Tuition Increases at the University of Pittsburgh
School trustees voted this week to increase tuition for in-state and out-of-state students.
photo by Dave DiCello
Students attending the University of Pittsburgh will be paying more for tuition starting this fall, the university announced Monday.
The base tuition rates for the university’s main campus in Oakland will increase by 2.5 percent for in-state students and 3 percent for out-of-state students.
School trustees also agreed to raise tuition by 2 percent at Pitt’s branch campuses in Bradford, Greensburg and Johnstown. The Titusville branch is the only campus where tuition will not be raised.
At the main campus, this means that in-state undergraduate students in arts and sciences, general studies, education and social work will see a $442 increase to their tuition, totaling $18,130. In-state undergraduates in other education focuses will pay differing base tuition rates.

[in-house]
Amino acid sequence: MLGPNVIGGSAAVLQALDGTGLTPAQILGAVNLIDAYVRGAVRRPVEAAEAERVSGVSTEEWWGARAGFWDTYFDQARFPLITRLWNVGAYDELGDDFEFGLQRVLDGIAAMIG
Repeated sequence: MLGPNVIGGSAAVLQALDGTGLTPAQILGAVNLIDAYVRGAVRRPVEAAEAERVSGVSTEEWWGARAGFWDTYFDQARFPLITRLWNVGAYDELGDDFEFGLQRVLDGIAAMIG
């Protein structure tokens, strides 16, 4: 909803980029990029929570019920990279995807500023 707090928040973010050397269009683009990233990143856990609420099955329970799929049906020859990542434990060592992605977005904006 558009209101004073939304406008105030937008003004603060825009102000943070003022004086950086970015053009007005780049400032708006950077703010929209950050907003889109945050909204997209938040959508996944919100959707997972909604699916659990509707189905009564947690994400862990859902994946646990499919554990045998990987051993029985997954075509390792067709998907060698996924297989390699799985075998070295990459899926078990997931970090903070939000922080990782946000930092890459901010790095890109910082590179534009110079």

Out-of-state undergraduate students at the main campus will see a $864 increase for a total of $29,692. At the three branch campuses where tuition is being raised, there will be a yearly increase of $252.
“As always, our goal is to control cost while expanding opportunity for our students, our faculty and our community,” says University of Pittsburgh Chancellor Patrick Gallagher. “Our endowment returns are helping to mitigate the drastic effects of reduced state support and to keep tuition increases from being any greater.”
Pitt officials say they will increase financial aid by the same percentage to help offset the tuition increases.
Penn State University is expected to set its tuition later this week. In recent years, both schools have finished at or near the top of the list of most expensive public universities in the country and both schools blame it on reduced state funding.
According to the Center on Budget and Policy Priorities, per-student funding for Pennsylvania's public colleges and universities is 33 percent below 2008 levels while average tuition has increased $2,202 in the same period.